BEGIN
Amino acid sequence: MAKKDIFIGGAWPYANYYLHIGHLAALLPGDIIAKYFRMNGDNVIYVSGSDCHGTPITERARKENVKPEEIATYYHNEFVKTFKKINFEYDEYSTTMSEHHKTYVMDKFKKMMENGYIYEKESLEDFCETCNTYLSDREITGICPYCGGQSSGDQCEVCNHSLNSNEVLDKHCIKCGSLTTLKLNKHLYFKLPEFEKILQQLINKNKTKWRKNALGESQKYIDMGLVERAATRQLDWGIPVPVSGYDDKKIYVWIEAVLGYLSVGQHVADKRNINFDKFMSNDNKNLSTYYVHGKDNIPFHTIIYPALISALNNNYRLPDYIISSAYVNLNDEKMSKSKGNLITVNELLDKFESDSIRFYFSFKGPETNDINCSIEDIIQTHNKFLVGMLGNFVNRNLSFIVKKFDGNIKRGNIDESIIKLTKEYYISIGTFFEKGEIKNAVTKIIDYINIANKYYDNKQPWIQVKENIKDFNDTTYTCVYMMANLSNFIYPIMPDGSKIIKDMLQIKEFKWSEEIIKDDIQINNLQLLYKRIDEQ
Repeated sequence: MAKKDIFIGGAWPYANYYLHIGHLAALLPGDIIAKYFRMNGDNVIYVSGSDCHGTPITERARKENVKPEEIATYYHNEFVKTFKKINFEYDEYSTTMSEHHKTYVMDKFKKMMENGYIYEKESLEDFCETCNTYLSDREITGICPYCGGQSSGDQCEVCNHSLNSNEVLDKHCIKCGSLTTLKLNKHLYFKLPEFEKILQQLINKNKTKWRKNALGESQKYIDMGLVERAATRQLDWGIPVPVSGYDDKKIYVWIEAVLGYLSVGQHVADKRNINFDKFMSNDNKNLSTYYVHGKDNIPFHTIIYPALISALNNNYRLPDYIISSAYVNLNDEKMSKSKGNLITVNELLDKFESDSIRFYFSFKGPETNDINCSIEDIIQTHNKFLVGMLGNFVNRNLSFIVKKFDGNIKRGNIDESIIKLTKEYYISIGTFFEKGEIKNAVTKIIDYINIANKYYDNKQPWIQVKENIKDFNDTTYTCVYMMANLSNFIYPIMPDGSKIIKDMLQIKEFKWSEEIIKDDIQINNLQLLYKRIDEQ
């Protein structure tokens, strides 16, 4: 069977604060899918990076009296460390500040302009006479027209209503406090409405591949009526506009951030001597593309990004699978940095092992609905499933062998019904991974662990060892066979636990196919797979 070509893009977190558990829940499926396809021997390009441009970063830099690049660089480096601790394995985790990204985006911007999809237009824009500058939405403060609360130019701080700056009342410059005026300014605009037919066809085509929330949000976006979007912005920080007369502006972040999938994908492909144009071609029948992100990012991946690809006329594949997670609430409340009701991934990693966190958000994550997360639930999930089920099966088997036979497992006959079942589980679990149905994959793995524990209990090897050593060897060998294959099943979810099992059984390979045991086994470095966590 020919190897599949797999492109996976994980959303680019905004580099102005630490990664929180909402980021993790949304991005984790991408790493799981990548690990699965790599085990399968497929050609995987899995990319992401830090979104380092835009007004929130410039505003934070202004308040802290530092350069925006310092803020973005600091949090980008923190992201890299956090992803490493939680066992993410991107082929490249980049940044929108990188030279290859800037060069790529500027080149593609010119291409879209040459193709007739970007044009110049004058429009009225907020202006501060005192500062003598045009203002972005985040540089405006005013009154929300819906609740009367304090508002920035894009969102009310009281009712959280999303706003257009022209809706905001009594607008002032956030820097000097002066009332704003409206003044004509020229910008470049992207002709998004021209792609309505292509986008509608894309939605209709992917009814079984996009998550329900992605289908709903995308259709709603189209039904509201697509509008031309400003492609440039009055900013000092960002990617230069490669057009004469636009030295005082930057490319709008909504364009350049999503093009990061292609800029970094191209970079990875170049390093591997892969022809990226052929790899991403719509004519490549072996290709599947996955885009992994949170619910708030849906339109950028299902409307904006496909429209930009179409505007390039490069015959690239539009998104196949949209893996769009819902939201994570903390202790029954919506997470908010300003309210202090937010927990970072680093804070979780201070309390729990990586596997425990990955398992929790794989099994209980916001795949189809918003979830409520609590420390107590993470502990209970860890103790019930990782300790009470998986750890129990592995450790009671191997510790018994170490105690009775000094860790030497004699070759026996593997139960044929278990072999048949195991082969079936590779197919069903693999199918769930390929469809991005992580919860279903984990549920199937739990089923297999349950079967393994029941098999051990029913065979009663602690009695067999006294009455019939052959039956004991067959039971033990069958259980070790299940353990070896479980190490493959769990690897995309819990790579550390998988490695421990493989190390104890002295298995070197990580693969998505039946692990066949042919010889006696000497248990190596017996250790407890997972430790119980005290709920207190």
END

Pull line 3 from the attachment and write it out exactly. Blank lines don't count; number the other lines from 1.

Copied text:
């Protein structure tokens, strides 16, 4: 069977604060899918990076009296460390500040302009006479027209209503406090409405591949009526506009951030001597593309990004699978940095092992609905499933062998019904991974662990060892066979636990196919797979 070509893009977190558990829940499926396809021997390009441009970063830099690049660089480096601790394995985790990204985006911007999809237009824009500058939405403060609360130019701080700056009342410059005026300014605009037919066809085509929330949000976006979007912005920080007369502006972040999938994908492909144009071609029948992100990012991946690809006329594949997670609430409340009701991934990693966190958000994550997360639930999930089920099966088997036979497992006959079942589980679990149905994959793995524990209990090897050593060897060998294959099943979810099992059984390979045991086994470095966590 020919190897599949797999492109996976994980959303680019905004580099102005630490990664929180909402980021993790949304991005984790991408790493799981990548690990699965790599085990399968497929050609995987899995990319992401830090979104380092835009007004929130410039505003934070202004308040802290530092350069925006310092803020973005600091949090980008923190992201890299956090992803490493939680066992993410991107082929490249980049940044929108990188030279290859800037060069790529500027080149593609010119291409879209040459193709007739970007044009110049004058429009009225907020202006501060005192500062003598045009203002972005985040540089405006005013009154929300819906609740009367304090508002920035894009969102009310009281009712959280999303706003257009022209809706905001009594607008002032956030820097000097002066009332704003409206003044004509020229910008470049992207002709998004021209792609309505292509986008509608894309939605209709992917009814079984996009998550329900992605289908709903995308259709709603189209039904509201697509509008031309400003492609440039009055900013000092960002990617230069490669057009004469636009030295005082930057490319709008909504364009350049999503093009990061292609800029970094191209970079990875170049390093591997892969022809990226052929790899991403719509004519490549072996290709599947996955885009992994949170619910708030849906339109950028299902409307904006496909429209930009179409505007390039490069015959690239539009998104196949949209893996769009819902939201994570903390202790029954919506997470908010300003309210202090937010927990970072680093804070979780201070309390729990990586596997425990990955398992929790794989099994209980916001795949189809918003979830409520609590420390107590993470502990209970860890103790019930990782300790009470998986750890129990592995450790009671191997510790018994170490105690009775000094860790030497004699070759026996593997139960044929278990072999048949195991082969079936590779197919069903693999199918769930390929469809991005992580919860279903984990549920199937739990089923297999349950079967393994029941098999051990029913065979009663602690009695067999006294009455019939052959039956004991067959039971033990069958259980070790299940353990070896479980190490493959769990690897995309819990790579550390998988490695421990493989190390104890002295298995070197990580693969998505039946692990066949042919010889006696000497248990190596017996250790407890997972430790119980005290709920207190």